A longtime American League evaluator discussed the defense of New York Yankees third baseman Miguel Andujar last week, and noted the journey of Hall of Famer Wade Boggs. In his climb through the minor leagues, Boggs was regarded as a subpar defender, with a habit of drifting forward at the release of the pitch, too often leaving him in a disadvantageous position to make a play.
Some in the Boston Red Sox organization thought that Boggs would never be adequate enough at third base to hold down the position. But one of Boggs' best tools, as it turned out, was an outstanding work ethic, and he improved beyond mediocrity, winning a couple of Gold Gloves in a career in which he won five batting titles and racked up 3,010 hits.
The evaluator believes that the development of Andujar, as with other young, defensively challenged third basemen, "hinges on makeup. Willingness to put in work, including fitness."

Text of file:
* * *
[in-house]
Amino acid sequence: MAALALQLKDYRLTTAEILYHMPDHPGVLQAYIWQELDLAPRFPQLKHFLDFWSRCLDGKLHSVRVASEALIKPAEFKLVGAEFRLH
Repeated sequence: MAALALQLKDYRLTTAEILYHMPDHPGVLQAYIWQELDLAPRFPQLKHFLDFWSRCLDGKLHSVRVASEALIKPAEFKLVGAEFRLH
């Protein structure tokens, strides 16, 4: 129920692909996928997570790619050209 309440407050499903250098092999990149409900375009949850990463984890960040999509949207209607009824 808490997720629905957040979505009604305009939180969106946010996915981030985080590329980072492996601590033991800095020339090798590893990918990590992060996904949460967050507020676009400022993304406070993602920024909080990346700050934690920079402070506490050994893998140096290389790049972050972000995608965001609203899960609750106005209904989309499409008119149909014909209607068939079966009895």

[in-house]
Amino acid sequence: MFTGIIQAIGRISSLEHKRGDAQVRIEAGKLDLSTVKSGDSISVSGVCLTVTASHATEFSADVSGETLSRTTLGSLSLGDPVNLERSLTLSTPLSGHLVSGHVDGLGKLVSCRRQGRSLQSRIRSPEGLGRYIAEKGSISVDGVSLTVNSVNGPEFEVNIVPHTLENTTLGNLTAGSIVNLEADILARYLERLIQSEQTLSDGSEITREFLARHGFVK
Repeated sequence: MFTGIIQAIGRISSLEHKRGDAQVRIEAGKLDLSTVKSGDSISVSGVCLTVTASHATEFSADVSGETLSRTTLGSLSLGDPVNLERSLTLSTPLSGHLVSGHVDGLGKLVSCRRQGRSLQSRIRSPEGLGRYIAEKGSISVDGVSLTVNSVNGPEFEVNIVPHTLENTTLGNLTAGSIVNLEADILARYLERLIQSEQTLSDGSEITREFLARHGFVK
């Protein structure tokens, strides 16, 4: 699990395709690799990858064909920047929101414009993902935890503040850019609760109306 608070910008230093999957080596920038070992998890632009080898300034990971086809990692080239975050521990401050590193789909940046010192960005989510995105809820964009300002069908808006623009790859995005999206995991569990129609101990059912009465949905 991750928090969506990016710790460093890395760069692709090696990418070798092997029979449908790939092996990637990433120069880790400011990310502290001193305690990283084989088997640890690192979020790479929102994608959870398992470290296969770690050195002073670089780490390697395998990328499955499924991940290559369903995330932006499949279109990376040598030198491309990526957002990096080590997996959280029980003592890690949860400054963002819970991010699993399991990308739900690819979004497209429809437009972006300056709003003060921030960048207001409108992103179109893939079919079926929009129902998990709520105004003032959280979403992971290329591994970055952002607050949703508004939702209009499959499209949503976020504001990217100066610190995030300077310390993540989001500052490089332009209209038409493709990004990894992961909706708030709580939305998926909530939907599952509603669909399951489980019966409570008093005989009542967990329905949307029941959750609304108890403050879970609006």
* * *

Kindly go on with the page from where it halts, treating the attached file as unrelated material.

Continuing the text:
Andujar's consistently strong effort instills confidence within the Yankees organization that he will benefit from his offseason program and improve his defense. He has worked extensively with instructors this winter, and in the past few days, Yankees manager Aaron Boone was in the Dominican Republic, partly to see Andujar's progress and spend time with him.
Andujar's improvement at third will be much scrutinized in the season ahead because of the Yankees' offseason choices. The Yankees have the financial might to outbid all other teams for the services of Manny Machado, an excellent defender who could be a long-term solution at third base for New York. But the Yankees, perhaps leery of taking on another whopper long-term deal, signed Troy Tulowitzki to be a stopgap at shortstop, as Didi Gregorius recovers from Tommy John surgery, and agreed to terms with DJ LeMahieu to be a superutility player. The Yankees' talks with Machado are either dormant or completely dead, and unless Machado accepts far less money from the Yankees than he might get elsewhere, Andujar will be back at third base.